Happy Homecoming: Johnson thriving with Rogues
Every collegiate baseball player has a choice to make when it comes to summer plans, each with designs on putting in the extra work during the offseason in order to return as a more polished prospect moving forward for their respective school programs.
Medford’s Joe Johnson spent some time weighing his options as he prepared to go into this past season as a sophomore at Vanguard University in Costa Mesa, California.
At the end of the day, his baseball pursuits brought him back home with the Medford Rogues, and that decision only seems to get rewarded with each passing day.
“I always thought it would be cool and it would be fun,” Johnson said of playing for the Rogues. “Being down at school in Southern California, there’s a lot of options there and I had the opportunity to play in San Diego, Anaheim, Huntington Beach and all those places, but I definitely made the right decision coming home.”
That feeling also goes for the Rogues, who have thrived with Johnson in the lineup and took a 17-3 record in the Golden State Collegiate Baseball League into Saturday night’s matchup with the Sacramento Heat.
Johnson, a 2017 St. Mary’s High graduate, ranks second on the Rogues in runs (20), RBIs (18) and doubles (6) and leads the squad with three home runs to go with a .357 batting average this summer for his former high school coach, Sean Gallagher.
Johnson played a pivotal role in St. Mary’s winning the Class 3A state championship in 2017, earning quarterfinal and semifinal wins on the mound before pitching a perfect seventh inning to nail down a 5-3 win over Glide in the state final. His three-run home run in the fifth inning of the semifinals allowed St. Mary’s to slip by defending state champion Stanfield, 3-2.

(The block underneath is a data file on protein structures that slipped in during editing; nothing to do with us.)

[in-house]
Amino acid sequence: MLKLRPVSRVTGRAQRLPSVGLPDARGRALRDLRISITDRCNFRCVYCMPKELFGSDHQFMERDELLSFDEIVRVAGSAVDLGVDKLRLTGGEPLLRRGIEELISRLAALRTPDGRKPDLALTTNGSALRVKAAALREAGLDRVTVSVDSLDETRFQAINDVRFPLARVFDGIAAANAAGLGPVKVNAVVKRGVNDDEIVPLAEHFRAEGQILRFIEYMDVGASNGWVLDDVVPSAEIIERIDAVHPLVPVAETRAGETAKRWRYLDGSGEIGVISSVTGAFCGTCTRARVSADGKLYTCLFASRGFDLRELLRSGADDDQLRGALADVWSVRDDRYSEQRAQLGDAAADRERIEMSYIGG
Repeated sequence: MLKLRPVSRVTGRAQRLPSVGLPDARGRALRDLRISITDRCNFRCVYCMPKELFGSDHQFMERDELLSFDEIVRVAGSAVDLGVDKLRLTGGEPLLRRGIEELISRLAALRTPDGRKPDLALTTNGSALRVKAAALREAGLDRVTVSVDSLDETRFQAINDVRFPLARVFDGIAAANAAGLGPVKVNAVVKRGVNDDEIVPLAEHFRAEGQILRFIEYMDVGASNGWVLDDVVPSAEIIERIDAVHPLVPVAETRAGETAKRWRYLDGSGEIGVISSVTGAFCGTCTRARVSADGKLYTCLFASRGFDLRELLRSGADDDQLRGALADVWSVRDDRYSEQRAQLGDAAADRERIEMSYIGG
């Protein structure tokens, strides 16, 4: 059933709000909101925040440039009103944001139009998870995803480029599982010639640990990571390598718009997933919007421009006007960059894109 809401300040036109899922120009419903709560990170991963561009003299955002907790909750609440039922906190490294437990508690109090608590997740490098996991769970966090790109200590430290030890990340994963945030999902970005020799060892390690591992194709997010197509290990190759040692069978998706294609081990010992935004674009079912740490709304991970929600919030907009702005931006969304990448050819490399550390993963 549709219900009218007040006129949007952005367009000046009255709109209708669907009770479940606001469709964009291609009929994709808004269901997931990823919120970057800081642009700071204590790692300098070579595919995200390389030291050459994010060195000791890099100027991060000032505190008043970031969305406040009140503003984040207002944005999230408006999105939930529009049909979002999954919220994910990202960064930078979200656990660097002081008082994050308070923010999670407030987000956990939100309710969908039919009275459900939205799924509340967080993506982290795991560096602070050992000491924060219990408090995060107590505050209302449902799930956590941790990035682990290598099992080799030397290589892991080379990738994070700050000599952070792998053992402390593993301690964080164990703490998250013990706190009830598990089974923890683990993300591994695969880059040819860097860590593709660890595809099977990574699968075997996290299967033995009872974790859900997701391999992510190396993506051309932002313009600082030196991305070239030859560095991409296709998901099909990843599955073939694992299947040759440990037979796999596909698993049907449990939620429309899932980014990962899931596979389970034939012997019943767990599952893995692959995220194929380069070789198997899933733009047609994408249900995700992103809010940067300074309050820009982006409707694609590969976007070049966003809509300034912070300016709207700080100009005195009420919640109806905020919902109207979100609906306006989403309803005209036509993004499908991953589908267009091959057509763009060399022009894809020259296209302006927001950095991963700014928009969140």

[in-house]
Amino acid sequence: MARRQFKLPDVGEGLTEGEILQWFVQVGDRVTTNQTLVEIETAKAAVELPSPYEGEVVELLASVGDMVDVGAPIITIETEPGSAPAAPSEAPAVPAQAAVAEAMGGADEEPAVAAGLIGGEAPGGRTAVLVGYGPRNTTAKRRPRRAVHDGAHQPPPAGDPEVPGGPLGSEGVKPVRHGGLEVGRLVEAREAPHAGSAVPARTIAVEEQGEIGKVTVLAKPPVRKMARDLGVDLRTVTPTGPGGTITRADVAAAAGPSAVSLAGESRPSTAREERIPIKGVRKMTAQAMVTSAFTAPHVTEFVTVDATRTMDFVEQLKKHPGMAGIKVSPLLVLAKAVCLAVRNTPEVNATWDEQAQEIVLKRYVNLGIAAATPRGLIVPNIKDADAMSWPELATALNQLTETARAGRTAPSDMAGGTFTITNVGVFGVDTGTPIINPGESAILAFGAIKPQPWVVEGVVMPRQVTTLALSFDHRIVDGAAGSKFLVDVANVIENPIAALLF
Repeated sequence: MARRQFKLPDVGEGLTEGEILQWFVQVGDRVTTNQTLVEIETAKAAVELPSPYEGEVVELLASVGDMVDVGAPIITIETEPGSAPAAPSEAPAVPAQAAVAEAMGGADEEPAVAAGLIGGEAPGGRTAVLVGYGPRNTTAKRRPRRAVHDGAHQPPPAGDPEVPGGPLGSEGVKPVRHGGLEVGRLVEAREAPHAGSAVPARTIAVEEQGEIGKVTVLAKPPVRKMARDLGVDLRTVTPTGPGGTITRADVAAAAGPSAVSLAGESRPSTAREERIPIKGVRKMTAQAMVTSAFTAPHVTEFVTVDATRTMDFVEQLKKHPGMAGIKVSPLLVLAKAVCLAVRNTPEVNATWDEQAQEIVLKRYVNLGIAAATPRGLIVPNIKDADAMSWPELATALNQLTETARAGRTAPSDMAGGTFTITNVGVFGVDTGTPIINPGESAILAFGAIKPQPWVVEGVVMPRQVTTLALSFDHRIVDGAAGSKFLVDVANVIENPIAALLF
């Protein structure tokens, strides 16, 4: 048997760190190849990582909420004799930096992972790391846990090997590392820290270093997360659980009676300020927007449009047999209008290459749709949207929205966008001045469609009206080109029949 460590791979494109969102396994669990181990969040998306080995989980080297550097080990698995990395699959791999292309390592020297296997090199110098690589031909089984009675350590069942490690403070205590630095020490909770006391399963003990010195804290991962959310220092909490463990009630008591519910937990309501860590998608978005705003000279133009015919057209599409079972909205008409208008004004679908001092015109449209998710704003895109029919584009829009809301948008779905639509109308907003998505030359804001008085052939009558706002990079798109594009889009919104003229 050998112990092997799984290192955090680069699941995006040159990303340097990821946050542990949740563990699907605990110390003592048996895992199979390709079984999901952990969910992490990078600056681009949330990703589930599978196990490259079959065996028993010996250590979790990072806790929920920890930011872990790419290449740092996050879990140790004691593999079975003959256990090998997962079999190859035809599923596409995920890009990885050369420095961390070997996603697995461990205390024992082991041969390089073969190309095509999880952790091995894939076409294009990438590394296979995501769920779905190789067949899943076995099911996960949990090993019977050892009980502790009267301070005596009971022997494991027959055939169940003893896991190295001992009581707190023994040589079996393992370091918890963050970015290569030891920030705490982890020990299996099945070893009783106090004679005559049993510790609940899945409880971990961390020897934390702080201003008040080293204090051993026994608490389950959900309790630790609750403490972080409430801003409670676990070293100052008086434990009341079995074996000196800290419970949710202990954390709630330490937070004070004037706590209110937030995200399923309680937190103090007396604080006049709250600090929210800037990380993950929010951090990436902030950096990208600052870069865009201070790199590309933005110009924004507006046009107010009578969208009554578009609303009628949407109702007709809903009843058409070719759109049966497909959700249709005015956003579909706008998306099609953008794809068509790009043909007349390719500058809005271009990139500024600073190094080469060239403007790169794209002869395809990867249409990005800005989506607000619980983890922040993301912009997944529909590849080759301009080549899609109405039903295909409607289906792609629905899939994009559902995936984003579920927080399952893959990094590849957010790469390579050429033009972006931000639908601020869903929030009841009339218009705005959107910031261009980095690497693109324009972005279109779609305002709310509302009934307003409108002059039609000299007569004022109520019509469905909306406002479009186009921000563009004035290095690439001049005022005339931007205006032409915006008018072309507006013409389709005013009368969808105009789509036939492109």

Johnson also has been a key contributor during the Medford Mustangs’ streak of American Legion AAA state championships the past few years, so it’s not like he’s a stranger to playing high stakes baseball at Harry & David Field during the summer months.
Still, there can be pluses and minuses when it comes to being a hometown boy on the highest level of baseball being played in the Rogue Valley.
“There’s still nerves coming back, you always want to do well in front of hometown people that know you,” said the 19-year-old first baseman. “It definitely helped having Sean here just because I know I’m going to get my opportunity, I’ve just got to take advantage of the opportunity. I knew I wasn’t going to come in and sit the bench all the time, all I had to do was play well and I’ve been able to do that so far.”
Johnson’s success thus far has come as no surprise to Gallagher, who has worked with the talented 5-foot-11, 195-pound prospect since his days in elementary school.
“He eats and breathes baseball,” said Gallagher. “That’s all he does is baseball, and he loves it. There’s no other place he’d rather be than on the field, and that’s most of these guys out here. I’m grateful to have such a solid team of gashousers, guys that want to go out and play hard every night.”
As a sophomore at Vanguard University this past season, Johnson started in all but two of the 50 games he played in, batting .279 with 33 runs and 34 RBIs to rank among the team leaders. He finished with nine home runs, 13 doubles and one triple for the Lions (31-20).
“I felt pretty good about the season,” said Johnson. “Usually you go through hot stretches and cold stretches and I started off super hot. I went through a little cold stretch in the middle but then picked it up again at the end so I was happy with that.”
A couple of his Vanguard teammates have joined Johnson in Medford in Omar Ortiz (.310, 22 RBIs) and Maxx Mahon (.283, 16 RBIs), along with a future teammate in Aki Buckson (.462, 22 runs, 13 RBIs).